Kurt Schwitters' An Anna Blume and the gendered politics of printmaking in Weimar Germany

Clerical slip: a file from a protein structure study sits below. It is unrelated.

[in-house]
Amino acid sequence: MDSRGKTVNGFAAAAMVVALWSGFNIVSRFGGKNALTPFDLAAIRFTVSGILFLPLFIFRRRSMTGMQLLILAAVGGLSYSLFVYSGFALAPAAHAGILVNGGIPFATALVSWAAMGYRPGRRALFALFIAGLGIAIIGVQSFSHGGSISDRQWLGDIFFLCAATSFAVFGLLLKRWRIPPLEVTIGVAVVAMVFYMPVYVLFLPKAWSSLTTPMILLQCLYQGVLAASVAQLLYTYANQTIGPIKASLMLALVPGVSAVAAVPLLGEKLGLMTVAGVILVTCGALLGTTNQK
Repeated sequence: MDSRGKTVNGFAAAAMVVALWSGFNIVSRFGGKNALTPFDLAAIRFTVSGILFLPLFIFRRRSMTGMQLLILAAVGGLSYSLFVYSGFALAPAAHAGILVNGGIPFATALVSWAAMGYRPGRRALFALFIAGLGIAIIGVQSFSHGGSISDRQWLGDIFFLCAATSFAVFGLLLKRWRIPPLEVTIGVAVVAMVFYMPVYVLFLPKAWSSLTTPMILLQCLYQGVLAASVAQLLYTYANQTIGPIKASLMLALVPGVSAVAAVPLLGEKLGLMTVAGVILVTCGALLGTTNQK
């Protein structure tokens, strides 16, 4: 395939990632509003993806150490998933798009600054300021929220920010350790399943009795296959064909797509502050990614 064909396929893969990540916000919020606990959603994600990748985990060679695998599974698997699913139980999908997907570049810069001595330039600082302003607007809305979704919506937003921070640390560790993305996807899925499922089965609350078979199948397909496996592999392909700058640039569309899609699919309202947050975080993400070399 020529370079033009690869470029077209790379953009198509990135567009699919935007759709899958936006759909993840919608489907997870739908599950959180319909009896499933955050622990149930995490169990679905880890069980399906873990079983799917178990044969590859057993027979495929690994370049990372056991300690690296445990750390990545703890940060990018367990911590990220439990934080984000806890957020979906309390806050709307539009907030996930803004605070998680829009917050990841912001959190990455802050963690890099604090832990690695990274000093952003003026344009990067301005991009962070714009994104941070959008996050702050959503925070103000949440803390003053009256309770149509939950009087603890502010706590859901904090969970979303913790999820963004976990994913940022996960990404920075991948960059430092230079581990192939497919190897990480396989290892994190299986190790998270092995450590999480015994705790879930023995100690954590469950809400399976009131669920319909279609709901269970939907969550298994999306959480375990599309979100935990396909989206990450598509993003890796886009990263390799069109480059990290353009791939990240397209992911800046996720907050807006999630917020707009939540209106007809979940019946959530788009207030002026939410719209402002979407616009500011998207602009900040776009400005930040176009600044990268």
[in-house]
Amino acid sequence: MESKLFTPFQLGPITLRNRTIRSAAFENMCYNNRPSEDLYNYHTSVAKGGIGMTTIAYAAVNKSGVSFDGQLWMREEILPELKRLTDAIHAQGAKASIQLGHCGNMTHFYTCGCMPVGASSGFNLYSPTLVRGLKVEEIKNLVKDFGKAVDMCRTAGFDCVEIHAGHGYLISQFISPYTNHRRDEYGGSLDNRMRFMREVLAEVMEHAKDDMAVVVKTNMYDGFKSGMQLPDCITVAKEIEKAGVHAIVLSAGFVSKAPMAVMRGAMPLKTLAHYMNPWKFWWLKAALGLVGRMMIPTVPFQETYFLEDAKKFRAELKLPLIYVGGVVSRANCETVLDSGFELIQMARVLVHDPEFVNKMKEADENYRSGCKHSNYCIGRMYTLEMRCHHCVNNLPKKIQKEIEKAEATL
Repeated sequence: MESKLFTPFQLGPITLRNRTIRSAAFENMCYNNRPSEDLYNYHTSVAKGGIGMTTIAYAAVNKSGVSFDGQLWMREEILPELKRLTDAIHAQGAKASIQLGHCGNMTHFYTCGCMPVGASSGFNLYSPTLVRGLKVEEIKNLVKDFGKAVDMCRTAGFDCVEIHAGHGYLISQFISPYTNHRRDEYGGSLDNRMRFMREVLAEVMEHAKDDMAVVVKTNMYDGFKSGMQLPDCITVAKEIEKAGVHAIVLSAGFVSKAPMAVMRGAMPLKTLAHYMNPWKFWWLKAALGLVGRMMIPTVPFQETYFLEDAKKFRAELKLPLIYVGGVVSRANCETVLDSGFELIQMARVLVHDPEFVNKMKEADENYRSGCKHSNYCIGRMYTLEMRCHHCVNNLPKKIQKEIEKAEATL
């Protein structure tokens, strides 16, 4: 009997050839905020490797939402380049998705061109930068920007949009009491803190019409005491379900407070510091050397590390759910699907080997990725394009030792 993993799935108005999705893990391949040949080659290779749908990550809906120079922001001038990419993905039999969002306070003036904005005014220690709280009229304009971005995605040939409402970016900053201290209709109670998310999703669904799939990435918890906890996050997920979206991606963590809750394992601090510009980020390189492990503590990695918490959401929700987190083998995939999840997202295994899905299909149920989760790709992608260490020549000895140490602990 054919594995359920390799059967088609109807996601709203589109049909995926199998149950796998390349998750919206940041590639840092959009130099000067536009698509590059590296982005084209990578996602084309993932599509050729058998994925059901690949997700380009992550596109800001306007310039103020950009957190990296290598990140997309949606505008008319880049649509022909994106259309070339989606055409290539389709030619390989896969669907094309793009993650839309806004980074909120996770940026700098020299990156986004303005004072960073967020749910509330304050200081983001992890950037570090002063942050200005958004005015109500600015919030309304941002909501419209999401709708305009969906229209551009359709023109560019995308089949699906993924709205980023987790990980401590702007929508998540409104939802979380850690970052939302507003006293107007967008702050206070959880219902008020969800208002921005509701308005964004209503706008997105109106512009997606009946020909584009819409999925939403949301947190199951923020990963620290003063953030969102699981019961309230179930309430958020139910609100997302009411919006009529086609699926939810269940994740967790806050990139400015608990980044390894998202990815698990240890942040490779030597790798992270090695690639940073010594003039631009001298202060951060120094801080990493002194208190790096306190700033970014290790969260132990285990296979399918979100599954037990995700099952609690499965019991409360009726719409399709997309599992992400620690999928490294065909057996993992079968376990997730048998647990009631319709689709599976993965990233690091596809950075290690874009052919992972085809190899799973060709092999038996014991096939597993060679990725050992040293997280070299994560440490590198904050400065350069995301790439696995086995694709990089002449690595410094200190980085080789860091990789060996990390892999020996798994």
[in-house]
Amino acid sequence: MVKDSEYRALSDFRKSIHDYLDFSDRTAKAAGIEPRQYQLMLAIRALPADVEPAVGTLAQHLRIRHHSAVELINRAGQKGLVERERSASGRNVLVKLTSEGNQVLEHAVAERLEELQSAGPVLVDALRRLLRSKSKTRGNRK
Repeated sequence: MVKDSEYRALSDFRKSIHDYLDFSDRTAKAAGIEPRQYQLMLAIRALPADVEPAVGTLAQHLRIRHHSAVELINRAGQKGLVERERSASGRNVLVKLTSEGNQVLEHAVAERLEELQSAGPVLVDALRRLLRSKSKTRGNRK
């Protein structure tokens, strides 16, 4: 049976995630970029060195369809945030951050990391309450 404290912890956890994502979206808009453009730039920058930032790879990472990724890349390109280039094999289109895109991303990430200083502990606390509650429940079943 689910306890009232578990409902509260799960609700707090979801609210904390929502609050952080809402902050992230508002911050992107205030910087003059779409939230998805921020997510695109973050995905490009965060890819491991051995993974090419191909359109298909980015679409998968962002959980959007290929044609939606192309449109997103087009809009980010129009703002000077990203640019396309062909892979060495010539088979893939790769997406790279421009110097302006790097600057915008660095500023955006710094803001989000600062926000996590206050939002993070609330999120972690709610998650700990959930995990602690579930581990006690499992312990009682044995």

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Prominent German modernist Kurt Schwitters indulged in fragmented and nonsense aspects of art for most of his career. While Schwitters' collages and assemblages are his best-known works, what is missing from current scholarship is a comprehensive investigation of Schwitters' prints within the socio-historical context of the Weimar Republic. This thesis demonstrates how the print medium can add to our understanding of Schwitters' artistic career. The first chapter explores Schwitters as a printmaker, and how he aligned printmaking techniques with his artistic project titled "Merz." The second and third chapters address the apparent connection between Schwitters' print Komposition mit Kopf im Linksprofil, his renowned poem An Anna Blume, and numerous other works he created between 1919 and 1924. By bringing Schwitters' prints to the foreground, even his secondary works shed interesting light on modern artistic printmaking, Merz theory, and the politics of gender during the Weimar Republic. Largely due to the consequences of the First World War, this thesis argues that the graphic arts played an inevitable role in the history of Schwitters' artistic career.